While each consumer of expert professional services has a unique set of preferences driving their buying behaviour, various groups or “clusters” of consumers share common characteristics.
To forecast likely buying behaviour (and tailor your tender, bid or proposal pitch accordingly) consider these factors.
Organisation type and size
Public sector, large corporates, private companies, small business, private client – the complexity of purchasing behaviour tends to reduce along this continuum.
Nature of work
Whether the work under consideration is strategic, high-risk, specialty, routine or commodity will have huge impact on the buyer’s perspective on your offer.
Buyer sophistication or expertise
Consider whether it’s an individual or corporation buying, their price sensitivity, their orientation to a “relationship” purchase, and brand factors.
Be careful not to over-generalise: markets don’t buy – clients buy.
Getting to the nub of your particular buyer’s perspective
So, to get the buyer’s perspective on your offer, know (and if you don’t know find out):
- who’s making the decision
- how they’re making their decision – i.e. what’s the process internally for them?
- what’s important to them – in rank order.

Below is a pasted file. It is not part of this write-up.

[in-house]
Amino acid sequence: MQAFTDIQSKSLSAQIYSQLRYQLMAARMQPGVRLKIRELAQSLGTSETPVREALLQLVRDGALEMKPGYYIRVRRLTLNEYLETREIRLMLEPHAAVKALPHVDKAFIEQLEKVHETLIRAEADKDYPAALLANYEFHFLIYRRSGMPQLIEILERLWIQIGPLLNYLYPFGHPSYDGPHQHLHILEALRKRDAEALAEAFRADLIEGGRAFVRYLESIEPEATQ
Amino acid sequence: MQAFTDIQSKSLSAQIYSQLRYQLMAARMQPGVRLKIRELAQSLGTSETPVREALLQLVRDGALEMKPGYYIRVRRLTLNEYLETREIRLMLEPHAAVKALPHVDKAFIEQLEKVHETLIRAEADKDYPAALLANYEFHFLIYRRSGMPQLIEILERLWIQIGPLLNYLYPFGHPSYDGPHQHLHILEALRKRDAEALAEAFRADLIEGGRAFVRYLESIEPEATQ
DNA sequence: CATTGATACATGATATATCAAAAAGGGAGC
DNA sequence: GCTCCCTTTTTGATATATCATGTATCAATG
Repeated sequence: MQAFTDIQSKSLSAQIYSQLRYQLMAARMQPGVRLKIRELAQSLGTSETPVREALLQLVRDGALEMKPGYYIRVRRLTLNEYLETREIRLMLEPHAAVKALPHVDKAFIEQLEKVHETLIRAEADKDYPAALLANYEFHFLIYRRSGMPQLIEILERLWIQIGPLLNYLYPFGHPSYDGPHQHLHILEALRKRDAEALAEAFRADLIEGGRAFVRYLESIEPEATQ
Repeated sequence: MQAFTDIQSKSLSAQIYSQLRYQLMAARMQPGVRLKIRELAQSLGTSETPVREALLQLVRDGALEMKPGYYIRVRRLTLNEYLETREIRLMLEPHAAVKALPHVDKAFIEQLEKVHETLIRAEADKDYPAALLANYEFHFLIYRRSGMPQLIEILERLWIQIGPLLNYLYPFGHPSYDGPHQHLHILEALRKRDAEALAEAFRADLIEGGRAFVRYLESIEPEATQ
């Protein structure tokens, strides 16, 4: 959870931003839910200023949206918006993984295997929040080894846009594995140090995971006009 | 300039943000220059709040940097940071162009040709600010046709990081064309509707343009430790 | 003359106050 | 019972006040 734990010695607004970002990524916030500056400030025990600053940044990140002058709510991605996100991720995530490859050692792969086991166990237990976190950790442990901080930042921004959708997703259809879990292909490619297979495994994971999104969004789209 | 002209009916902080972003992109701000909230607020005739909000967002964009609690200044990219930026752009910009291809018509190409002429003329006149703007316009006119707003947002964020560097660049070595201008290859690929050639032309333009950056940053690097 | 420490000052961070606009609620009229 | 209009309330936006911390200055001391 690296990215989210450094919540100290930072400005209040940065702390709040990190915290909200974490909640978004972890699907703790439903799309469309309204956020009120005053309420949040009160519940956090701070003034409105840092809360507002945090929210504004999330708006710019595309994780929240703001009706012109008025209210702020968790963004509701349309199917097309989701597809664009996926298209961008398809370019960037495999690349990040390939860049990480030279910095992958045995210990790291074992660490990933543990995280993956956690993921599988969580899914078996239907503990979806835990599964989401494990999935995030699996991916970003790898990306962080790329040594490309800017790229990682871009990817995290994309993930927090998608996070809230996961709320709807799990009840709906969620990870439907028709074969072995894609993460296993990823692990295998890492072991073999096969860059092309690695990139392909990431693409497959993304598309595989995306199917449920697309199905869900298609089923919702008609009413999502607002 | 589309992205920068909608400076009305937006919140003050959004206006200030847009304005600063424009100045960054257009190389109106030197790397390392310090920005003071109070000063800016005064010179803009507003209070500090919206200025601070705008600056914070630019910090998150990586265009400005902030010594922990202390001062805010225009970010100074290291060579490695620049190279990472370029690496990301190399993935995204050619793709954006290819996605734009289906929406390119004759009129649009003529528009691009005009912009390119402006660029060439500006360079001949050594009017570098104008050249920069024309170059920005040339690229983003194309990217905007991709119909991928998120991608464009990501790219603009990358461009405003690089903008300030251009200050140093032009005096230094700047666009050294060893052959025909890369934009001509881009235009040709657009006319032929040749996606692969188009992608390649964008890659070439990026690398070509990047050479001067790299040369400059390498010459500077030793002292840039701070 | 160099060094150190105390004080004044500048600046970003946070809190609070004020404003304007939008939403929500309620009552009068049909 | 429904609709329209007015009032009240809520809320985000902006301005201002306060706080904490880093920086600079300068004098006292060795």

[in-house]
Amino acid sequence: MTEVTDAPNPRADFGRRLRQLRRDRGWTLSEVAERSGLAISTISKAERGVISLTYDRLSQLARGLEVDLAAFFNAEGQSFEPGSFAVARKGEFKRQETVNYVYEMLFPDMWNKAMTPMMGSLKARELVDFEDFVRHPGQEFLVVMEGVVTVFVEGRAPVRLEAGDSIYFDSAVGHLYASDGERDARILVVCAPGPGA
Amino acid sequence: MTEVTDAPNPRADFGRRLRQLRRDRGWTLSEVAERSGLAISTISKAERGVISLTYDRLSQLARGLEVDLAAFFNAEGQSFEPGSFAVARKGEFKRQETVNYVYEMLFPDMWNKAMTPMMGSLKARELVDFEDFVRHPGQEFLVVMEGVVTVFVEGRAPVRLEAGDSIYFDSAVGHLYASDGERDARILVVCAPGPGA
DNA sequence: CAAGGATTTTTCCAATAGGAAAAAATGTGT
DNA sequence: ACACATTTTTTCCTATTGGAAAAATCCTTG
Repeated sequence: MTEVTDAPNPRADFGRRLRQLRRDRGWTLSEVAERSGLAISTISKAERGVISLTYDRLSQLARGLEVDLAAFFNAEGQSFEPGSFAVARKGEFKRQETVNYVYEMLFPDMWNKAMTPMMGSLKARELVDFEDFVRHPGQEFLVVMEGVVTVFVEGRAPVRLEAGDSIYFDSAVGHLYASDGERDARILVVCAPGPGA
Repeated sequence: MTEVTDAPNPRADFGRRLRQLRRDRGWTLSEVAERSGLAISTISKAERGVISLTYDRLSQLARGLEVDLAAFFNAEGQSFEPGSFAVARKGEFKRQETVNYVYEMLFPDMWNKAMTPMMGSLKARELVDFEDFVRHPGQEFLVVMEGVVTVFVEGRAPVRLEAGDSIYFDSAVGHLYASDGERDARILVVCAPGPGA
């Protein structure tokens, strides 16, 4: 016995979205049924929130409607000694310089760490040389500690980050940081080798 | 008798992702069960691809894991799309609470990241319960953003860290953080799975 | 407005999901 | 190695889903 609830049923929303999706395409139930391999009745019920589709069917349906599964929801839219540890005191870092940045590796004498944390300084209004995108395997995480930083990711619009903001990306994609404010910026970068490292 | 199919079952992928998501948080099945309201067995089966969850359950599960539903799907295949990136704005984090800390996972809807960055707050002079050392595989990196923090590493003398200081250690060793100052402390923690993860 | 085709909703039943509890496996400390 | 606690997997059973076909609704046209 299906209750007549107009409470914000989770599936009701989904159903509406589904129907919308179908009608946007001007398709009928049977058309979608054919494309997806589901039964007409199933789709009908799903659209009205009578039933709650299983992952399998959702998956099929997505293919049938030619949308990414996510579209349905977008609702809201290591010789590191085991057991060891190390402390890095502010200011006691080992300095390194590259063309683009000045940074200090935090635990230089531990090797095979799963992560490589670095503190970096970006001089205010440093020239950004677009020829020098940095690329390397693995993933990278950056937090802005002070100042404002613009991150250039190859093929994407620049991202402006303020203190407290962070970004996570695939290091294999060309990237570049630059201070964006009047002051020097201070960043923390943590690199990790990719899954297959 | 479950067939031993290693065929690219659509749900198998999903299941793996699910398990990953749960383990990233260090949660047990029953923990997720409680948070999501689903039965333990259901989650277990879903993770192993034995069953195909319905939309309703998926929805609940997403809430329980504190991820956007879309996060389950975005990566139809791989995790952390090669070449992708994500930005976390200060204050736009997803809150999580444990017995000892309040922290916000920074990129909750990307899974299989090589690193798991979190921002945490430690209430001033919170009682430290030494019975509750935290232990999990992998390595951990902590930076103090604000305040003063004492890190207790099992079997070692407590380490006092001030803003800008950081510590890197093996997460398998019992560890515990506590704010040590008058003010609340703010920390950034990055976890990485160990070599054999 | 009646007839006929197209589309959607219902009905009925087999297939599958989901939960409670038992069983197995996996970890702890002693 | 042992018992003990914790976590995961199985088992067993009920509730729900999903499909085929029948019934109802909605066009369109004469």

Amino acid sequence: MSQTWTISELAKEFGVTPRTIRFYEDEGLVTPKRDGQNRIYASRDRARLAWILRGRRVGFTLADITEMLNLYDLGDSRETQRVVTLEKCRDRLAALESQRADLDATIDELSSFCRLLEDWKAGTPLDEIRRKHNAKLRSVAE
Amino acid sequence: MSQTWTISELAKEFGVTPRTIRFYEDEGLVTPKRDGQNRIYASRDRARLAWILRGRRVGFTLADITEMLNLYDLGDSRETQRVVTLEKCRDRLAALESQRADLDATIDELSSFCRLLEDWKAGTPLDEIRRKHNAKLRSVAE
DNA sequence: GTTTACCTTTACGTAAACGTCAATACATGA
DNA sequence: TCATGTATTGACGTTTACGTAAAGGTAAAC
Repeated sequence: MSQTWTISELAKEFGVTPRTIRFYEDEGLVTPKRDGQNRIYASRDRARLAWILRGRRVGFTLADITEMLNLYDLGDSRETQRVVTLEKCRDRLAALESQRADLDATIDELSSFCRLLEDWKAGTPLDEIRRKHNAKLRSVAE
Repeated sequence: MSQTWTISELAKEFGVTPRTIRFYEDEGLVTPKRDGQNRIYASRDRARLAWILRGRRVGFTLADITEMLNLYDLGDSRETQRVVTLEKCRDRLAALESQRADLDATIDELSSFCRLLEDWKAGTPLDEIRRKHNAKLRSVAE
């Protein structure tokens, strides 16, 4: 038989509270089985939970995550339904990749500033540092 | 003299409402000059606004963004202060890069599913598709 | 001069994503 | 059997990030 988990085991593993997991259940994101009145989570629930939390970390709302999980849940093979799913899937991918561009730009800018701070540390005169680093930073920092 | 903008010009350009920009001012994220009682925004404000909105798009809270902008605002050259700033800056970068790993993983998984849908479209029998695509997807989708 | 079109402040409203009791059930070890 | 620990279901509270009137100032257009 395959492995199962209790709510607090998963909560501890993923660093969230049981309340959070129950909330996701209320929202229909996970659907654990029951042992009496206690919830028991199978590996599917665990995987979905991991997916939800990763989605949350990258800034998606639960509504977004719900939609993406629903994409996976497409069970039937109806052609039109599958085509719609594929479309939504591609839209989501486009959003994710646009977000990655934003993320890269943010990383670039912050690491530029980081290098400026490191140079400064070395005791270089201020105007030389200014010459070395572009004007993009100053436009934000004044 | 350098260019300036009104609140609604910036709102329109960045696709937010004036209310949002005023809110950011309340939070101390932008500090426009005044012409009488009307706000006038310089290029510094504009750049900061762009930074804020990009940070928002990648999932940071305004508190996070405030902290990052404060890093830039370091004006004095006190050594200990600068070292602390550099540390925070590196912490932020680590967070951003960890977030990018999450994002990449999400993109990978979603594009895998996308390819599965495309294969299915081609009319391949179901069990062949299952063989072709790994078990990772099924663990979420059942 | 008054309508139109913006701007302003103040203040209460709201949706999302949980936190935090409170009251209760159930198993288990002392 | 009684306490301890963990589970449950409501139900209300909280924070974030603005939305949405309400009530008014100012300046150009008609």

Specific factors important to corporate buyers of professional services
Many factors – often complex and intertwined – influence corporate buyers in approximately ascending order of importance, these are:
- your style
- a credible value proposition
- your experience and knowledge
- the referees you can offer
- your enthusiasm and apparent hunger to win the work
- the depth of your team
- the right skills on the team
- strong leadership of a well resourced team
- quality of relationship
- the clout and authority you bring to the project.
For some work in hotly contested corporate areas, you’ll have to be spot on with each and every item to make the grade, such is the competition on the supply side.
Remember, whatever your sector focus, or ideal client type, different buyers will seek different attributes – shape your offer to appeal to your buyer’s specific perspective and win more work.
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Remember, nothing is so complex that it cannot be explained simply Albert Einstein was spot-on when he said “nothing is so complex that it cannot be explained simply”. Tenders, bids, proposals, and informal pitches for business are not times to show how clever and capable you are by using legalese (I’m looking at you lawyers), […]